The 2019 Edelman Trust Barometer reveals communities are looking to corporate leaders to show the way in an era of pessimism and distrust.
Australians stand out as distrustful in a pessimistic world, and now look to company CEOs to take the lead in society rather than government, media or business.
Globally, people now trust their employers more than they do traditional authority figures of government and business, according to the 2019 Edelman Trust Barometer. In Australia, the local trust index of 48 sits below the global average of 52.
Overall trust in Australia is on the rise, up eight points from 2018, when it hit a five-year low. But at the same time, more than half of Australians (54 per cent) believe the system is failing them. And two thirds (66 per cent) think their family will be worse off in five years.
“We’ve got a scared employee base,” says Edelman Australia CEO Steve Spurr. “They are worried about themselves and they are also concerned about what the companies they work for do and how they do good in the world. There’s an interesting balance between ‘what I need’ and ‘what I want my company to do’.”
Employees want companies to use their resources for good, says Spurr. For millennials, those now aged mostly in their 30s, this view has risen repeatedly in various surveys.
The number one issue Australians are looking to their leaders for is equal pay, followed by reducing prejudice and discrimination, and eliminating sexual harassment.
The Edelman research, which has been conducted annually since 2001, is based on an online survey of more than 33,000 people in 27 countries, conducted between October and November 2018. It examines trust in four institutional groups: government, media, business and NGOs, and divides respondents into an informed public category and a general population category.
Australia’s trust in government is still in negative territory despite increasing seven points in the last year, to 42 points.
Likewise, Australia’s trust in media increased nine points in the last year to 40 points, but this wasn’t enough to lift it into trusted territory.
Australia’s trust in business increased seven points, to 52 points, and is now in neutral territory along with NGOs at 56 points.
Employers are emerging as leaders with 79 per cent of Australians saying CEOs should take the lead on change rather than waiting for government, up 14 percentage points from last year.
At 79 per cent, Australians’ expectation of CEOs to take a lead on social issues is above the global average of 76 per cent.
Half (54 per cent) of employees look to their employer to be a trustworthy source of information about social issues and other important topics on which there is no general agreement.
Most (72 per cent) believe a company can take action to increase profits while also improving community economic and social conditions.
“My employer” is Australia’s most trusted institution, at 77 points, compared to business at 52 points and government at 42 points. However, fear of job loss is high, with 47 per cent of Australians worrying about not having the training and skills to get a good paying job, and 48 per cent concerned about automation or other innovations threatening job security.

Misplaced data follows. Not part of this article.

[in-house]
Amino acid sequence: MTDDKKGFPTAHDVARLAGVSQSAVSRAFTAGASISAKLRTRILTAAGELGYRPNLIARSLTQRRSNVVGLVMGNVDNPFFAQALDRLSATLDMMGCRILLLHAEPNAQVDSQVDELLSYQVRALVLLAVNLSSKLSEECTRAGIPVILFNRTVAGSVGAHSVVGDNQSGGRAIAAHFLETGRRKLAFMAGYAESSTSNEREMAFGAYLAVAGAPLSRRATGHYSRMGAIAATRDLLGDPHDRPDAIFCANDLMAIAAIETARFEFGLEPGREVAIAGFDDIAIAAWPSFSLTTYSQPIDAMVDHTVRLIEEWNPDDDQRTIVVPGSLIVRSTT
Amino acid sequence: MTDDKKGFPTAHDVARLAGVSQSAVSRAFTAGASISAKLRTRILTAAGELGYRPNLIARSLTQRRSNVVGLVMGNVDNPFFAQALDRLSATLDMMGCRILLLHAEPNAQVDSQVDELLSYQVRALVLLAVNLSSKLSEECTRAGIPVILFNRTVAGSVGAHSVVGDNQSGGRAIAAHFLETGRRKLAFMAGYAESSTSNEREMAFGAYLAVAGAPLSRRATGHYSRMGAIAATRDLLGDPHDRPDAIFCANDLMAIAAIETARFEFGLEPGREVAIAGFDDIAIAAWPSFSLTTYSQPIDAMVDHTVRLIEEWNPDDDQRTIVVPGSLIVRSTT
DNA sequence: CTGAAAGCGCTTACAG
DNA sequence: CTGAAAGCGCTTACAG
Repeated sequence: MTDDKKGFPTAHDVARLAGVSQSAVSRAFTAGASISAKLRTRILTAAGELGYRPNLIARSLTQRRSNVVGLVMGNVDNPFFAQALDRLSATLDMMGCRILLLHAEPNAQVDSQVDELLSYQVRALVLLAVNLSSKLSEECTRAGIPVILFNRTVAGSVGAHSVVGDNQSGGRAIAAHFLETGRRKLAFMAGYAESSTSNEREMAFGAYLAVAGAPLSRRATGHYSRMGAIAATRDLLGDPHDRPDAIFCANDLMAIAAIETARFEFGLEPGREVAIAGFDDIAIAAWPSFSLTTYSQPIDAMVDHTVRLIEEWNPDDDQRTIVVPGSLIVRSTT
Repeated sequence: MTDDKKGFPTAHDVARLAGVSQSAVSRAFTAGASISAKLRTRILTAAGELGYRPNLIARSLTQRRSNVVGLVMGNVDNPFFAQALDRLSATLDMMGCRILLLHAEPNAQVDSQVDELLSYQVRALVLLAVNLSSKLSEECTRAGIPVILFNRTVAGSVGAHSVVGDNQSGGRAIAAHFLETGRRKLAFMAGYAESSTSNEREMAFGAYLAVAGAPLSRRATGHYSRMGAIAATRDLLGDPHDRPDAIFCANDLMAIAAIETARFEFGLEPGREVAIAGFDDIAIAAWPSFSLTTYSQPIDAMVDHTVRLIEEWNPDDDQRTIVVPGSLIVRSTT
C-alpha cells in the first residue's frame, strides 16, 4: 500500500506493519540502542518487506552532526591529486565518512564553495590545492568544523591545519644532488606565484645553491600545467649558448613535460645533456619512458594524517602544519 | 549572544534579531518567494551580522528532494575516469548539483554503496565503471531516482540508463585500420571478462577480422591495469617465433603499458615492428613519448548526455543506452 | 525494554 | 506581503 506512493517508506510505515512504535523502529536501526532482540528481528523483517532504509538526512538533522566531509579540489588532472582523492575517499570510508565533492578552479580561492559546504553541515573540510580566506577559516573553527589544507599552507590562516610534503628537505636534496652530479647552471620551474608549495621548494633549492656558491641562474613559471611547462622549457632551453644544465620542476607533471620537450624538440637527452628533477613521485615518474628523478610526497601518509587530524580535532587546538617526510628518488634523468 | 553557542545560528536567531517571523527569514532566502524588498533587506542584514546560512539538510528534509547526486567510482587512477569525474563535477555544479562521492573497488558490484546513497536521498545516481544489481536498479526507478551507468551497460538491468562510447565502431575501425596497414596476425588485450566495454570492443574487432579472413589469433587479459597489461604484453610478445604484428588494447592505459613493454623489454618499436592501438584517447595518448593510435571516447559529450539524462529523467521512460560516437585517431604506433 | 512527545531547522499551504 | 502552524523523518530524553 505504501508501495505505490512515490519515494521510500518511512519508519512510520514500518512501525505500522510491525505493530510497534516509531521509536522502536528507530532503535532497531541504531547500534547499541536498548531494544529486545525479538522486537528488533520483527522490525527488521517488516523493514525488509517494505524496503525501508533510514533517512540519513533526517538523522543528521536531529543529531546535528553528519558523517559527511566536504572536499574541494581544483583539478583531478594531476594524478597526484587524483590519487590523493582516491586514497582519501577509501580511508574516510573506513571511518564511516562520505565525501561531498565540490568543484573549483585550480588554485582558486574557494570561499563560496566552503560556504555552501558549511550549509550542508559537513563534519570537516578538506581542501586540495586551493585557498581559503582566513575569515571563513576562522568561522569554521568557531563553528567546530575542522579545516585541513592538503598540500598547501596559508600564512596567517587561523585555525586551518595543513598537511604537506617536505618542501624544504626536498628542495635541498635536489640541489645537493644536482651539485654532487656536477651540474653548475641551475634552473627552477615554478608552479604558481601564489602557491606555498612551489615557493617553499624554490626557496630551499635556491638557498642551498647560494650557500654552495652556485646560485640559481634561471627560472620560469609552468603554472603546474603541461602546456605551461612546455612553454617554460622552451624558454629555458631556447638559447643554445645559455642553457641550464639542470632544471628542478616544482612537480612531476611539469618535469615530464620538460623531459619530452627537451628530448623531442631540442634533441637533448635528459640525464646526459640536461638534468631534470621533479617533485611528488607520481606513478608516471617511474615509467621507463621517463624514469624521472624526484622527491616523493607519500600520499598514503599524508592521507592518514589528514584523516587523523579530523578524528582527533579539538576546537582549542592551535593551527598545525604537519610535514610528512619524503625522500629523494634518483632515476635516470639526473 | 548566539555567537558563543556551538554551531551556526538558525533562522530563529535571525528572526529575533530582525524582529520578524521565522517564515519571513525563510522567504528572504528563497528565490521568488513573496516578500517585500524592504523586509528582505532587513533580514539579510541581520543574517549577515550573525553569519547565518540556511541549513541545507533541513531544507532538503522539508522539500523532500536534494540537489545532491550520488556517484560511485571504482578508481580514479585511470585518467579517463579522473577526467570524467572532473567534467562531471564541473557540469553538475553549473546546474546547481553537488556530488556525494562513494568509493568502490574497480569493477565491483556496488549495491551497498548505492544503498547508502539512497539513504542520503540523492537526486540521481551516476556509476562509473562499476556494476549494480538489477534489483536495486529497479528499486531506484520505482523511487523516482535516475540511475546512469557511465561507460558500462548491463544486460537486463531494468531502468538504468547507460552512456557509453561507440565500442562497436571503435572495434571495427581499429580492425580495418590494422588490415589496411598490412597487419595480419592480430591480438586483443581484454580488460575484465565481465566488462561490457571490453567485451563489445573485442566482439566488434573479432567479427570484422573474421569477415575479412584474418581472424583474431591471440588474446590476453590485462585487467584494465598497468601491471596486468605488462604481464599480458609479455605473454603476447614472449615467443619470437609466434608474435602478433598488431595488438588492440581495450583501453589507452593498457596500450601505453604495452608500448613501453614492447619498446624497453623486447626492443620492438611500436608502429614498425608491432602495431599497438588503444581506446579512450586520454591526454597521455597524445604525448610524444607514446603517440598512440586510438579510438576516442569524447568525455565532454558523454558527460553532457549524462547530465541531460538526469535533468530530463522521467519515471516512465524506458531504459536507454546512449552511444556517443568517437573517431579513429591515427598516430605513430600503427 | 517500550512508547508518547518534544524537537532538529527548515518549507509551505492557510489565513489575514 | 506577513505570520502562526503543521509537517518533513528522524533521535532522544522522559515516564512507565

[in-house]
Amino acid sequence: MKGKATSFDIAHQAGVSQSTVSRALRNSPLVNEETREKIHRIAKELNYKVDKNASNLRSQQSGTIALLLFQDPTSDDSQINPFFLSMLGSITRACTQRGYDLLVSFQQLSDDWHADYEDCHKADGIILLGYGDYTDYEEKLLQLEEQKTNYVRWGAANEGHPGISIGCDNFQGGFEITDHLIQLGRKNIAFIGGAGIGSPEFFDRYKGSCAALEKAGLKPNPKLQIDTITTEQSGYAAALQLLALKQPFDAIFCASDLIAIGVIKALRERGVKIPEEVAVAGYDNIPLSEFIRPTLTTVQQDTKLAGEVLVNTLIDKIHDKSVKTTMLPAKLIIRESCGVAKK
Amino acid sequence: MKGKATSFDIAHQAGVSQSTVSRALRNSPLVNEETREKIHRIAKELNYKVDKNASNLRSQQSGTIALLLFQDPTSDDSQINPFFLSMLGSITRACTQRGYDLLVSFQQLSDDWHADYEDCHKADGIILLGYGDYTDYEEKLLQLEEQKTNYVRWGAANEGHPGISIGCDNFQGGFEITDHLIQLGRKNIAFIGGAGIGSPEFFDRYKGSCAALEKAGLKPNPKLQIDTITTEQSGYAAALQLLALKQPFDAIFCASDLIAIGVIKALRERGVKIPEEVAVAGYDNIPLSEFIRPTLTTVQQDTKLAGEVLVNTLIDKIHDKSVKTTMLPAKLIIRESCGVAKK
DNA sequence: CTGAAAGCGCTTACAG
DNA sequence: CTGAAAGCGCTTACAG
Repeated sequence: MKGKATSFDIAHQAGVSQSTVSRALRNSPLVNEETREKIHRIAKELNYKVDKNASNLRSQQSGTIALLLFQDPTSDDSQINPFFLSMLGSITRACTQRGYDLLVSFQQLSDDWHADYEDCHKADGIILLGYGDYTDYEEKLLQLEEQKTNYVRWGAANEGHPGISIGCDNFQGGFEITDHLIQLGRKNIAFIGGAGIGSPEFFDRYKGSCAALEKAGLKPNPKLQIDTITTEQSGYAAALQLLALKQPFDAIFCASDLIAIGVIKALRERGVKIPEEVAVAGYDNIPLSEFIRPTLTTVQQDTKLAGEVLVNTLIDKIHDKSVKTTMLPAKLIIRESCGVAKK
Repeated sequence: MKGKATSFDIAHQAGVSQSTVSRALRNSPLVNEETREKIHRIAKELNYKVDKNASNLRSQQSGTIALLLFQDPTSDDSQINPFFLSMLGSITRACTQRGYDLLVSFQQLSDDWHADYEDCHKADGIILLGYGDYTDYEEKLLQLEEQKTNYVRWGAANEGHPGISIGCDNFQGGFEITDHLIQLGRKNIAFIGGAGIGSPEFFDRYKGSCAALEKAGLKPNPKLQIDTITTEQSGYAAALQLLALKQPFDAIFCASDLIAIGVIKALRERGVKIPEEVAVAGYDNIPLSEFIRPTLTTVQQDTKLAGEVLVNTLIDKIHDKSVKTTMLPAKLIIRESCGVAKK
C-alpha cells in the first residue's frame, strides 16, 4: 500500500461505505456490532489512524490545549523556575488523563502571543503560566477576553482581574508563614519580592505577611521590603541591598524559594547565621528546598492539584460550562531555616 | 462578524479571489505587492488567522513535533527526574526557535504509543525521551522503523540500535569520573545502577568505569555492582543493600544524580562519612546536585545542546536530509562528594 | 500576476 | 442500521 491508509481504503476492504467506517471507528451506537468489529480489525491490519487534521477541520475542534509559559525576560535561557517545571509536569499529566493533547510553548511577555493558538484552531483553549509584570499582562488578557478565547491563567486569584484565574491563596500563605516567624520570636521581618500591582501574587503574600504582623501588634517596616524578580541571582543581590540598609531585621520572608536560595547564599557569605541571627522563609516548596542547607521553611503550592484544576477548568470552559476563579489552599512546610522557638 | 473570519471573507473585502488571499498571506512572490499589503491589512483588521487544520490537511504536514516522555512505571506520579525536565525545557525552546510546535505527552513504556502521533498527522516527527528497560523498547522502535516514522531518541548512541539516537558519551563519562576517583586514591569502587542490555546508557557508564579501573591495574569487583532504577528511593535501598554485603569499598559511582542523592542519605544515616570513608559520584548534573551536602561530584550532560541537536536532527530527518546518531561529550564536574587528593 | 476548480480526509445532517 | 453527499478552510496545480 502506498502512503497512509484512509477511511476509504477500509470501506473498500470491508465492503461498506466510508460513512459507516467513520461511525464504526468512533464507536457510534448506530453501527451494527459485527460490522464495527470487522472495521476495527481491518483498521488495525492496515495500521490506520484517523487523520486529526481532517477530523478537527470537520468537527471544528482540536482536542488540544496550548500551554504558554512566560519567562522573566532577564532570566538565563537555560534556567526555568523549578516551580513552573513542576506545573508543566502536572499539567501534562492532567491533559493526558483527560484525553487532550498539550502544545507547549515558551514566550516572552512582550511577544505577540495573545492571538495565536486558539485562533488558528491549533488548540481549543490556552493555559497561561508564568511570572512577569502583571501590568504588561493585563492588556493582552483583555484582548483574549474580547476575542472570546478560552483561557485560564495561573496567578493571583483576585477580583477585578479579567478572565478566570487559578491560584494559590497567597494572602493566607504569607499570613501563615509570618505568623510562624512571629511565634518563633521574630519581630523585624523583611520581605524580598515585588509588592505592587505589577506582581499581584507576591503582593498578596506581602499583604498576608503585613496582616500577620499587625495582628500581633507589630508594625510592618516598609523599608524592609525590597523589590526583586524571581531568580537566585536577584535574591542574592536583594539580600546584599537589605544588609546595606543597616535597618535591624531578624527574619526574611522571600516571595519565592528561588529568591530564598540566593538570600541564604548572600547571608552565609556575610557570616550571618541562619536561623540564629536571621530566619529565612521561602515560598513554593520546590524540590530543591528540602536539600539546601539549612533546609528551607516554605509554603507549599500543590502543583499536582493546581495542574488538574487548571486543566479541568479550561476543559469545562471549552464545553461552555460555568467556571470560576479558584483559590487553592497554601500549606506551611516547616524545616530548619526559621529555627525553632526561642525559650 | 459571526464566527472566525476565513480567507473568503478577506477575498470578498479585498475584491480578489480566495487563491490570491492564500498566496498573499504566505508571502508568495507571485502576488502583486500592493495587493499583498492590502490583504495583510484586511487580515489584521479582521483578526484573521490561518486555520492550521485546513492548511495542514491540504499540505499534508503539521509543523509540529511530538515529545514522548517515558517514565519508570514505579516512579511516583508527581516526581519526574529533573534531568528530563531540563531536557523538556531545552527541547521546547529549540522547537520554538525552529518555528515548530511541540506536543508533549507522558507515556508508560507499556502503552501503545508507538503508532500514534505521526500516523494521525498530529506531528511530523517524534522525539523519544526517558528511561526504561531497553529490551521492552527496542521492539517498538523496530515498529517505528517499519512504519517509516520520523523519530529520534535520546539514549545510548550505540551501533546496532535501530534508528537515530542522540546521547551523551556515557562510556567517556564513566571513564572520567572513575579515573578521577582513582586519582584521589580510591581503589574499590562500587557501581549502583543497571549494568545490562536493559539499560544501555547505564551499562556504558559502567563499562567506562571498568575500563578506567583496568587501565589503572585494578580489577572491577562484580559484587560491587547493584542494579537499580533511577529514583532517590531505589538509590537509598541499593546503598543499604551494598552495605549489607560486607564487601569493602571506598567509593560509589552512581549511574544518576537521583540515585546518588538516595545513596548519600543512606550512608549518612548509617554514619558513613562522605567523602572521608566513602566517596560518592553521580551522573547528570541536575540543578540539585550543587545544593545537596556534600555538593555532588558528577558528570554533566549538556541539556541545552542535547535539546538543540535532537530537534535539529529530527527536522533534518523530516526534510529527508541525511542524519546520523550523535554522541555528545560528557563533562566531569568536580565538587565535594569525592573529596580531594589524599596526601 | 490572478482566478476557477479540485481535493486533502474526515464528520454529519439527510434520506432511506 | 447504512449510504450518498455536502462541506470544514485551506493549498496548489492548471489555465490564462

What do leaders need to do to build trust? Stephen Kehoe, Edelman’s global chair of reputation writes in a recent blog that organisations must recognise that while hope is placed in employers to get it right, people are generally unhappy. Employees and prospective employees want CEOs to act beyond reproach when it comes to speaking the truth.
“Candor, honesty and transparency are all powerful trust-building elements, together with high expectations that CEOs will embody the values and mission of the organisation they lead,” he says. “There are heightened expectations on CEOs as a result, but generally they are not stepping up to the challenge. This is a miss. Not only from the perspective of overall trust, but in terms of the business benefits that accrue to employers who are regarded as treating their employees well in an age of fragmentation and inequality.”
Australian’s and Trust
Trust in Australia is up eight points on the local index from 2018, to 48 points, below the global average of 52 points.
More than half (54 per cent) of the mass population believe the system is failing them.
Two in three (66 per cent) Australians believe they and their family won’t be better off in five years.
There is a six point trust gap, with women distrusting institutions at 45 points, while men are “neutral” at 51 points.
The top three fears relate to cybersecurity, reliance on foreign goods, and threats to civil freedoms.
Media engagement is rising with 66 per cent of the mass population consuming and sharing more news. Traditional media is the most trusted news source at 61 points, but Australians trust social media the least (26 per cent compared to 43 per cent globally).
Australia’s most trusted institution is “my employer” (77 per cent) verses government (42 per cent) and business (52 per cent).
79 per cent say CEOs should take the lead on change rather than waiting for government to impose it, up 14 points compared to last year.
54 per cent of employees look to their employer to be a trustworthy source of information.
Peer-to-peer trust has increased the most (12 points) in the last year, becoming the most trusted source, tied with academic experts.
Source: 2019 Edelman Trust Barometer
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